1860. Sept. 2. Sabbath. I have been to camp meeting today with Paul, Miss White, Mr. & Mrs. Sabin, Aunt and Uncle, Luther and Ada. The meeting was held on the bank of the Calaveras river. Dr. was obliged to attend the sick and could not go with us. Robert remained at home with Howard. We arrived in time to hear a part of a sermon from Bishop Ames, late from Oregon. His text was the 1st Psalm. It was a very good sermon, and he seemed perfectly at ease in the pulpit. After the sermon the sacrament was administered, and I gladly embraced the opportunity of partaking of the blessed symbols. It was a rare privilege for me. We next ate our dinner, which we had brought from home, and enjoyed it well. The afternoon sermon was preached by Rev. Mr. Hill of Stockton. Subject. The glory and happiness of the saints in heaven. Mr. David Smith took breakfast with us. (T.S.R. 48. 2 P.M. 80. S.S. 68.) Sept. 3. Monday. Mr. Wallace has been here at work today shingling the roof of the hay barn. (T.S.R. 46. 2 P.M. 86. S.S. 73.) Sept. 4. Tuesday. Mr. Wallace has been here at work again today. Messrs. Caldwell and Wells came and brought a hive of bees for us, and took breakfast here. This morning, a shooting affair occurred at Terry's Ranch, (a fitting place) in the course of which Mr. Battles shot "old Lorwis," as he is called, inflicting a wound of which he died at about eleven o'clock. The shooting is said to have been done by Mr. Battles in self defence. Lewis left the world silently, with not a message to a single friend, few or many as they may be, with not a word to anyone. He was from Germany, and has been a very bad man. This morning I received a letter from mother, and have answered it. The subjects of my letter were - Health of all - Hemmer to sewing machine - Hannah's letter - work at home - Fruit - pears - Grandmother H.'s sister - Cleaning house - Luther's pants - Camp-meeting. This has indeed been a busy day. (T.S.R. 50. 2 P.M. 83. S.S. 68.) 1860. Sept. 5. Wednesday. Mr. Wallace has again been at work through the day. (T.S.R. 46. 2 P.M. 81. S.S. 71.) Sept. 6. Thursday. Mr. Compton took dinner with us. I have been much troubled today on account of accidents which have happened to some of the children' clothes. I have so very little time for sewing and making clothes, and the children need so many, it is not much wonder that when four pieces of clothing belonging to the children, having been left on the ground by mistake, were torn to pieces by the hogs, I should be troubled by it. And tonight, Mrs. Sabin, who irons my clothes, comes in to tell me that a pair of Ada's drawers, being blown upon the stove, are nearly burnt up. This is not pleasant news. But I might as well bear it all cheerfully. (T.S.R. 48. 2 P.M. 82. S.S. 74.) Sept. 7. Friday. John Kerr was here to dinner and supper. He came on an errand for his father with instructions to return immediately home before night. (T.S.R. 48. 2 P.M. 85. S.S. 74.) Sept. 8. Saturday. I have attended the meeting of the Division this eve. Geo. Lepee was here, and remained in the house with the children. Miss White and Mrs. Sabin were received as visiting members. John Robbins was initiated. The meeting adjourned shortly before eleven o'clock. (T.S.R. 45. 2 P.M. 89. S.S. 80.) Sept. 9. Sabbath. The camp meeting was held today at the same place where we attended it last Sabbath, on the Calaveras, and all our people attended excepting myself and the children. They report less interest than on last Sabbath, and a smaller attendance. Father came along, with Susie and little baby to go to Sabbath school, thinking there was one, and were much disappointed there was none. They remained here about an hour. Sarah is growing fast. Geo. Lepee was here to breakfast and supper. (T.S.R. 48. 2 P.M. 89. S.S. 75.) Sept. 10. Monday. Brother Josiah is sixteen years old today. I suppose he has grown to the size of a young man. I cannot realize it. (T.S.R. 48. 2 P.M. 89. S.S. 75.)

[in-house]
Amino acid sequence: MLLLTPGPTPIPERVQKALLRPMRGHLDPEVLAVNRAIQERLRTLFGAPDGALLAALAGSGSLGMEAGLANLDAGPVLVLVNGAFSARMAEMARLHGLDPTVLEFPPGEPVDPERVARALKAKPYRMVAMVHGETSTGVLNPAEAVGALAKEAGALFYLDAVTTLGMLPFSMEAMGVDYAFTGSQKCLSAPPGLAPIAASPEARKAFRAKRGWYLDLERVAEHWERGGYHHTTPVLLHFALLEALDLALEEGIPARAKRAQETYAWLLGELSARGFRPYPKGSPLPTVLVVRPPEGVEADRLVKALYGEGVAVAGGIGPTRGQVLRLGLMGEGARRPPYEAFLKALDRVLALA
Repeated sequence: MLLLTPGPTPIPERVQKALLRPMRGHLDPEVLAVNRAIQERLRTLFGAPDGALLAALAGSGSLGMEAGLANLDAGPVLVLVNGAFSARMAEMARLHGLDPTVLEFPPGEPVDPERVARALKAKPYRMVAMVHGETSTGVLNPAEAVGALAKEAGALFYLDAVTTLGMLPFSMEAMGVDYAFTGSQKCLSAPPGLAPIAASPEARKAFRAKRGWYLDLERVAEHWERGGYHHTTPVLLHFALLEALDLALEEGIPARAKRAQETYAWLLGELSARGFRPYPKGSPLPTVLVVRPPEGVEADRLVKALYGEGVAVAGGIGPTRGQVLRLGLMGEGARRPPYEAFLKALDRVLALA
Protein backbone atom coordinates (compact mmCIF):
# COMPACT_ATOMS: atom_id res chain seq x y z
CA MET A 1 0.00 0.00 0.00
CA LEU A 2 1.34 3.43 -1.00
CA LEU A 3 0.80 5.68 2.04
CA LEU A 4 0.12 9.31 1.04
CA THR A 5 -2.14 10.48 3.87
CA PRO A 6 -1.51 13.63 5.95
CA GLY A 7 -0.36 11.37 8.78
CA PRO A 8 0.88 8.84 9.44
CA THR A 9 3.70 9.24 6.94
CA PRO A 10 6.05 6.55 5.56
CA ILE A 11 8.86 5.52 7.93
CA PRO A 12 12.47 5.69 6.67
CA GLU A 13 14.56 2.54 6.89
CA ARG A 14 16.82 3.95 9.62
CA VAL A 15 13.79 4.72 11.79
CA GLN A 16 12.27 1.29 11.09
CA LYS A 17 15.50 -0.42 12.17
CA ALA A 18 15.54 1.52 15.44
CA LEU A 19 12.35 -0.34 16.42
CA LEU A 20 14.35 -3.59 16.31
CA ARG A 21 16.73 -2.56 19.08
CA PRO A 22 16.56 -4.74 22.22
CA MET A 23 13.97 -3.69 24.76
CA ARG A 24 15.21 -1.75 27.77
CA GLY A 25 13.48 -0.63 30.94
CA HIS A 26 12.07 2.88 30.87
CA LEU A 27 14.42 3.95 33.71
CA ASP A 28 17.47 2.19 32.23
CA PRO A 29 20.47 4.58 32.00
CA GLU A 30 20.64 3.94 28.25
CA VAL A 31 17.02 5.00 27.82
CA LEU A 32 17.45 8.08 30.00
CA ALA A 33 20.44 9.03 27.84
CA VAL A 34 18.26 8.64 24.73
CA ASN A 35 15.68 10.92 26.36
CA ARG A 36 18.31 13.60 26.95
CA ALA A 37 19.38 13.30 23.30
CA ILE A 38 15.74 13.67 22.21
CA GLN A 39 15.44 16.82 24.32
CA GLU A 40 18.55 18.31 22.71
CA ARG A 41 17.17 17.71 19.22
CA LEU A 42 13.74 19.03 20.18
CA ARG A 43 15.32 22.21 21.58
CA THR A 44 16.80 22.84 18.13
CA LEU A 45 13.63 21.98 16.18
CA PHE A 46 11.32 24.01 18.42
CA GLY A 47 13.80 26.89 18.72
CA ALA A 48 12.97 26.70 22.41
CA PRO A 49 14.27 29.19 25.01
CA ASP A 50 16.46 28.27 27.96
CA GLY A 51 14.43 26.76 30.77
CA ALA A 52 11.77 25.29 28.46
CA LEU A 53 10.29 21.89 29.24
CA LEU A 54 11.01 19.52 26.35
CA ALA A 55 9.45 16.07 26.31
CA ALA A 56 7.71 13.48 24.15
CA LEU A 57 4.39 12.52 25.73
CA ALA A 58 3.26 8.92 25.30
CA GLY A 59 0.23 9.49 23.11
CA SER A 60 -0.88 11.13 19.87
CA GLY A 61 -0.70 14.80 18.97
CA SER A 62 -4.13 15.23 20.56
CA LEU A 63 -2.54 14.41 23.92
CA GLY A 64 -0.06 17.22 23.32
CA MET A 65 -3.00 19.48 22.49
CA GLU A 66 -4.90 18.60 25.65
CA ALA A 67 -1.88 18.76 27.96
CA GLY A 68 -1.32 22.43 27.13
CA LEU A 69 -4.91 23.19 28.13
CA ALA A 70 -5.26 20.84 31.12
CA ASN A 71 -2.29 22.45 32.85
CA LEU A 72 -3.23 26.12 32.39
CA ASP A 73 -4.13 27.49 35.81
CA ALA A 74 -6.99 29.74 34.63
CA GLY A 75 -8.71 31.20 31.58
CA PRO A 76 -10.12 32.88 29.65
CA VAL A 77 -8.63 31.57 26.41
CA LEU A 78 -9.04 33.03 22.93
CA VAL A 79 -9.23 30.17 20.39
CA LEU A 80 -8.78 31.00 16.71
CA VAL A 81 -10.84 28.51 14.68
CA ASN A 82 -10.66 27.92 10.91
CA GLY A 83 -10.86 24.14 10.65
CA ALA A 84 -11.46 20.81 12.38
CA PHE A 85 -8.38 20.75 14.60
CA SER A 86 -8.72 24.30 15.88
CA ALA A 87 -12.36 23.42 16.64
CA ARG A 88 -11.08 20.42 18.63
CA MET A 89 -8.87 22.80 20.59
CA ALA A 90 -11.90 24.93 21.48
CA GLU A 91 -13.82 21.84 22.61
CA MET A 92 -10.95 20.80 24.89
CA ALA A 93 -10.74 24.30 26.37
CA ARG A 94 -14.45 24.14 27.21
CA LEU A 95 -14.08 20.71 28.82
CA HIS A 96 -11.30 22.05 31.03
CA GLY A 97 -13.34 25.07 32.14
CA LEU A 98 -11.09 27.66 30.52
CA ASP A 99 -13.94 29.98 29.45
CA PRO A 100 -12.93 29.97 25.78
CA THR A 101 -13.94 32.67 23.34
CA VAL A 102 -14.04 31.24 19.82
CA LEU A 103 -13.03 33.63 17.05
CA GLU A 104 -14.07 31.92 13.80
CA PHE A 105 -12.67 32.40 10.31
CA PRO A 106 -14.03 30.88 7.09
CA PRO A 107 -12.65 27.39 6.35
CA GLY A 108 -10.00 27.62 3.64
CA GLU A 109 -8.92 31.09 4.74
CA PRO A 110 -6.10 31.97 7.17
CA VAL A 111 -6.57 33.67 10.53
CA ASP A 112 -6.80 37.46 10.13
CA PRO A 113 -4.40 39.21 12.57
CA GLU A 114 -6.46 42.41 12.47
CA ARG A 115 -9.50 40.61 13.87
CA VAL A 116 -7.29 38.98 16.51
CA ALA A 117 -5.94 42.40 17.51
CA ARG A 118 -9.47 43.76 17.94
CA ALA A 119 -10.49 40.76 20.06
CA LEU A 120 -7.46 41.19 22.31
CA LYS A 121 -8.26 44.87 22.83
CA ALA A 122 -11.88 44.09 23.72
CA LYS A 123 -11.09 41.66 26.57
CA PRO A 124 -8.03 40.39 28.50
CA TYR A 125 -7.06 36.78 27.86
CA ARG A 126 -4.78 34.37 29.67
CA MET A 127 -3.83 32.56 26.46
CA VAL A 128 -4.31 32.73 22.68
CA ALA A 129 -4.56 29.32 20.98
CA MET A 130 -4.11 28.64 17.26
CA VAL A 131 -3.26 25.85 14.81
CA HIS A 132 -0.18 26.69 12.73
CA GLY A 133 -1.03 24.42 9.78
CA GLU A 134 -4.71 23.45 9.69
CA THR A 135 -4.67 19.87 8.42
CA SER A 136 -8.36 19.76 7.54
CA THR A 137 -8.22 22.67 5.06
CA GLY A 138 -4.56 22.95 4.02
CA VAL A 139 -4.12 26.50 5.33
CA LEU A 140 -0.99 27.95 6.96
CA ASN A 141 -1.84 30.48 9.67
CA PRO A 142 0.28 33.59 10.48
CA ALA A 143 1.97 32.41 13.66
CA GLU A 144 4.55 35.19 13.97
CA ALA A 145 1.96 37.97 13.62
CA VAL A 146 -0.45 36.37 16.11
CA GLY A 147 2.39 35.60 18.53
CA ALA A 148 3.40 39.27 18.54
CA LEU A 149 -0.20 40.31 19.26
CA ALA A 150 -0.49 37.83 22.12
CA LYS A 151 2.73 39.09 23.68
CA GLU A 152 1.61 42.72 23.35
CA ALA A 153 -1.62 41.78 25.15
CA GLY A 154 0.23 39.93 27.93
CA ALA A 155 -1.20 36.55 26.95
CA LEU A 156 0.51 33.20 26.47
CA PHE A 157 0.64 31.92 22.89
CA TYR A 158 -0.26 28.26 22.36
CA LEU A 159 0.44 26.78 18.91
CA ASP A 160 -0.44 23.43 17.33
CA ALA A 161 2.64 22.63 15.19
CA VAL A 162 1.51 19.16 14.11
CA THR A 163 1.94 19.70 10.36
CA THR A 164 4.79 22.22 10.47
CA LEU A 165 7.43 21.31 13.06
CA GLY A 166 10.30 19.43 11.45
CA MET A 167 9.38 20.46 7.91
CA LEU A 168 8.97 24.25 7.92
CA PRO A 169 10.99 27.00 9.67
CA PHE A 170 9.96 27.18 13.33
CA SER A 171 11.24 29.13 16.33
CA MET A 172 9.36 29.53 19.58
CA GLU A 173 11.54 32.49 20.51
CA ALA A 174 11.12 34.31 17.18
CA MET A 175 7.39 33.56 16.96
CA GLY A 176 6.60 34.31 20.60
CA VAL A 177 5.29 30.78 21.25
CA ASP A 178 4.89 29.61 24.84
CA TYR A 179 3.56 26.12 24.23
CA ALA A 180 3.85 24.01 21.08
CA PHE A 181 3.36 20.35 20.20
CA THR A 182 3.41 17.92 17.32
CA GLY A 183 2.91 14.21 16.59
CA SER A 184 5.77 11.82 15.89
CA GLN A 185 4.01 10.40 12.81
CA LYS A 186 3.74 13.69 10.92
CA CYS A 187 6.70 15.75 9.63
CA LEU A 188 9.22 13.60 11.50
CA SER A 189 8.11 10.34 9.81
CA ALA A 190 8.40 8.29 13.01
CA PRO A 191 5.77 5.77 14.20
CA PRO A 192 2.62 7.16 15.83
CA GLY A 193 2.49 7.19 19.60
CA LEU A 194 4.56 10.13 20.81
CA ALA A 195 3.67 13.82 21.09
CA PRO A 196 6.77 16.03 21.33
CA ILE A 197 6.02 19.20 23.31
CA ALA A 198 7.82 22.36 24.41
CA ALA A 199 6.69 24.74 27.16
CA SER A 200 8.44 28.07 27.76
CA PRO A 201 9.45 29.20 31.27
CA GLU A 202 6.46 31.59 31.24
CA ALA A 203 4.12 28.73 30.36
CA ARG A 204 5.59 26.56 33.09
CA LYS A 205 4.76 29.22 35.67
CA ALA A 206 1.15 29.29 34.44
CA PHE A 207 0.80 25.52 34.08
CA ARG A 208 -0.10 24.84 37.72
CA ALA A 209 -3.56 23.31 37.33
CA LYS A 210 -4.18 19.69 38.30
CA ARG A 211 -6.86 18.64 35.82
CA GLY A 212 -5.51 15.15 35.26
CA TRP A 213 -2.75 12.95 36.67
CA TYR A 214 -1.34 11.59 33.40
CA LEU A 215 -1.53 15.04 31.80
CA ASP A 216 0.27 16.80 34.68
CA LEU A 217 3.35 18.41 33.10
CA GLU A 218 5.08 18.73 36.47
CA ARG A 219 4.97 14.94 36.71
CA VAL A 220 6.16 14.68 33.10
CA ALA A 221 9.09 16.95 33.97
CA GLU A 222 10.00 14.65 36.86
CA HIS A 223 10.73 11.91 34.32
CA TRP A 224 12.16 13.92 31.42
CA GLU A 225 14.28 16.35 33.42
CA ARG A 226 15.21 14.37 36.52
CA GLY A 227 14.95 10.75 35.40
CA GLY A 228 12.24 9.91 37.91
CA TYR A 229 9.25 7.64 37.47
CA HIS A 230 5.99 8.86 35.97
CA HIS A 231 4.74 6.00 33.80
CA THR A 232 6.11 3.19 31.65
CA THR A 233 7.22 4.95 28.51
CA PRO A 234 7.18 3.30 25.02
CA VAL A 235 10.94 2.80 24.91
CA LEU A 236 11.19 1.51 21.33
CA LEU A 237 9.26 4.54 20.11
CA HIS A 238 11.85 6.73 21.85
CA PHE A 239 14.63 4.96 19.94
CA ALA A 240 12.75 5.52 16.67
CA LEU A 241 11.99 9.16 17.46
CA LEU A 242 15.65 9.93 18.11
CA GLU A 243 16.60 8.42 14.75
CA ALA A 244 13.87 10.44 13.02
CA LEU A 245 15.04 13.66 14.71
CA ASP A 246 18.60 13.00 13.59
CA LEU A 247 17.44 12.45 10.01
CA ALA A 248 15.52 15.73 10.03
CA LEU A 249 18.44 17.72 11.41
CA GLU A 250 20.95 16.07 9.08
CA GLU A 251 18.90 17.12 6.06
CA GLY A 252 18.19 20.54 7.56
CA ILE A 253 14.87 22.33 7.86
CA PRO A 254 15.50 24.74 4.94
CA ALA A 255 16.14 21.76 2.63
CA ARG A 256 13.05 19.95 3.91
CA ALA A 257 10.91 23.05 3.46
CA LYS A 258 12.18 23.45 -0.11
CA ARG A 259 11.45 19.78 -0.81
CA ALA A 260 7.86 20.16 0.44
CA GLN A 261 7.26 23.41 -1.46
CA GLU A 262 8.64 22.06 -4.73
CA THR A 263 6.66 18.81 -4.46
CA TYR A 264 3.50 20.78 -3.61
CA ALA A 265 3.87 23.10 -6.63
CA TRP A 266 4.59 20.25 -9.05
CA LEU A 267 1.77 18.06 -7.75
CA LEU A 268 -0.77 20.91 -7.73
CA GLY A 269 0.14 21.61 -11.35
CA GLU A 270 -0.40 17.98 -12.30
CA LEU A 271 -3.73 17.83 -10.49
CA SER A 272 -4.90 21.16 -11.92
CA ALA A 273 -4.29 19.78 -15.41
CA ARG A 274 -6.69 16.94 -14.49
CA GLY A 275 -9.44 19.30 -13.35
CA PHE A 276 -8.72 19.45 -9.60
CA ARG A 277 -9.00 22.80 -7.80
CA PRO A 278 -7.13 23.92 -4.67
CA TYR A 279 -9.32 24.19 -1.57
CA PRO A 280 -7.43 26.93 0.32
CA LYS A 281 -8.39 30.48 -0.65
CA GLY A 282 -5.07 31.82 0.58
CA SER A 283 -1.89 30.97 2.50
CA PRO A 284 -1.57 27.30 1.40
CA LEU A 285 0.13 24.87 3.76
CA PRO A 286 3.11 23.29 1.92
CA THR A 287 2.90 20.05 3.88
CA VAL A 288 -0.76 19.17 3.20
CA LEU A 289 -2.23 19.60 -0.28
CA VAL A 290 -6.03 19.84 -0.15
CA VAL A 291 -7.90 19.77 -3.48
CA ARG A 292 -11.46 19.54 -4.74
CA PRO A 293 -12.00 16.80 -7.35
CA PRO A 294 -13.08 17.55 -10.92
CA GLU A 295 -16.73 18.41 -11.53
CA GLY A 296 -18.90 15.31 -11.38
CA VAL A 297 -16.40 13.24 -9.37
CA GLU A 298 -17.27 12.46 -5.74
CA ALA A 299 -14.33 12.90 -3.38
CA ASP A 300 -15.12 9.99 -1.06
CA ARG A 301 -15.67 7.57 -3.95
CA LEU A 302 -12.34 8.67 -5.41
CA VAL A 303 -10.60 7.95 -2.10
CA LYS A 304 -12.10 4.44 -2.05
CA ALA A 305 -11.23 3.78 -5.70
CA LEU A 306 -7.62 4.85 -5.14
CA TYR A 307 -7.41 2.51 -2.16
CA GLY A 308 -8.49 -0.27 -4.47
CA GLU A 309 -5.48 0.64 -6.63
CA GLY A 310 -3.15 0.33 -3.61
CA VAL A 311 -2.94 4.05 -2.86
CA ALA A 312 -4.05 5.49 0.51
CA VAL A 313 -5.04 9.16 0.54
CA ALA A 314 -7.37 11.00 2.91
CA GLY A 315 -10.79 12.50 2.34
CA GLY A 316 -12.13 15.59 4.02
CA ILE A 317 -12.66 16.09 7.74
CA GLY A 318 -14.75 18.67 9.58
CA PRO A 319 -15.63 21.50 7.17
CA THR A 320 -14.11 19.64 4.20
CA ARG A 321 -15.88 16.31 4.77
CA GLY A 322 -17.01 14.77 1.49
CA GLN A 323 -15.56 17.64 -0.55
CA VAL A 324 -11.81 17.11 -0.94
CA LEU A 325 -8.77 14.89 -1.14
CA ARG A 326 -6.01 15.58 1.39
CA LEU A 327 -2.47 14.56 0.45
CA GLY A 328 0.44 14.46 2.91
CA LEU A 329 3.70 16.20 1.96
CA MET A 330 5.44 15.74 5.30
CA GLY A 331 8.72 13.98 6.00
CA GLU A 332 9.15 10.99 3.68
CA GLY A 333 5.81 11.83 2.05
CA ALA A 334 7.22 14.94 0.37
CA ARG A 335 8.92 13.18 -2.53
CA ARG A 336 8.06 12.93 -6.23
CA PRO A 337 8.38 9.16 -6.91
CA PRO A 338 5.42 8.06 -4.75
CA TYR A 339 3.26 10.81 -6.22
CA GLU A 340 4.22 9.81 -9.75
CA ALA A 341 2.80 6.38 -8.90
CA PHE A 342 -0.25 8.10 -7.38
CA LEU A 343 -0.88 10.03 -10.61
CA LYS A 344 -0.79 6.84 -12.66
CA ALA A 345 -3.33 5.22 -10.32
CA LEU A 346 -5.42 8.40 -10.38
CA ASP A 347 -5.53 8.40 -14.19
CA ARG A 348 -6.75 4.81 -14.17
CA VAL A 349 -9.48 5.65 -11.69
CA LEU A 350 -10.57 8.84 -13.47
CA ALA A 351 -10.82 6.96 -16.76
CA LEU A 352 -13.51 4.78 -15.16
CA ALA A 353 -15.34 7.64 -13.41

Original diary dimensions: 22 x 33 cm.
Holt-Atherton Special Collections, University of the Pacific Library
To view additional information on copyright and related rights of this item, such as to purchase copies of images and/or obtain permission to publish them, click here to view the Holt-Atherton Special Collections policies.
Delia Locke, diaries, women, diarist, California, Locke-Hammond Family Papers, Lockeford, CA, Dean Jewett Locke, rural life, rural California, 19th Century, church, temperance organizations, Mokelumne River Ladies' Sewing Circle, temperature recordings, journal